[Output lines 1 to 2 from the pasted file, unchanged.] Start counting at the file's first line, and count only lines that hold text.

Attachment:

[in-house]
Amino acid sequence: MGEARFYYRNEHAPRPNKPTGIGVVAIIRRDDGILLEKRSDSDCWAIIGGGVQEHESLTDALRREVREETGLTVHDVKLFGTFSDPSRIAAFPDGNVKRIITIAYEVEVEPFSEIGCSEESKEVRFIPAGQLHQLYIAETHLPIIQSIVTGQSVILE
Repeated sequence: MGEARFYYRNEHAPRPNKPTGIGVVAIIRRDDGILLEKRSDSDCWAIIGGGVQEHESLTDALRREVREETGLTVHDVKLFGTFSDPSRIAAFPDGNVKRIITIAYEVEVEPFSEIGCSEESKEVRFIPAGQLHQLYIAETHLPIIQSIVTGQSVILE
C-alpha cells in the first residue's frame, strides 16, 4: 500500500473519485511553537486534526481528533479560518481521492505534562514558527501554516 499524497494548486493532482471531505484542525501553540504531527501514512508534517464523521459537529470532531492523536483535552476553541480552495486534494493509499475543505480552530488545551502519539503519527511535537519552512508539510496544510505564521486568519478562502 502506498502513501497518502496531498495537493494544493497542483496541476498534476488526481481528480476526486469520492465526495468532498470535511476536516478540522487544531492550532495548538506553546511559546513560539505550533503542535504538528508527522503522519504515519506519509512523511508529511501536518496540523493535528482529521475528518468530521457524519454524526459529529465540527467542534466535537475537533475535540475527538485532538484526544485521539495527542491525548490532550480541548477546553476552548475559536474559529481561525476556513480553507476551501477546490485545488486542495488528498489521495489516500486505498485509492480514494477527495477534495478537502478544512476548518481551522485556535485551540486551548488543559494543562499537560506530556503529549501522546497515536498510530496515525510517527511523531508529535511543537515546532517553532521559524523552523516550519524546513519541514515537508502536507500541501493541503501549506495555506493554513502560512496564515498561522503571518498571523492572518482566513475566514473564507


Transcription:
[in-house]
Amino acid sequence: MGEARFYYRNEHAPRPNKPTGIGVVAIIRRDDGILLEKRSDSDCWAIIGGGVQEHESLTDALRREVREETGLTVHDVKLFGTFSDPSRIAAFPDGNVKRIITIAYEVEVEPFSEIGCSEESKEVRFIPAGQLHQLYIAETHLPIIQSIVTGQSVILE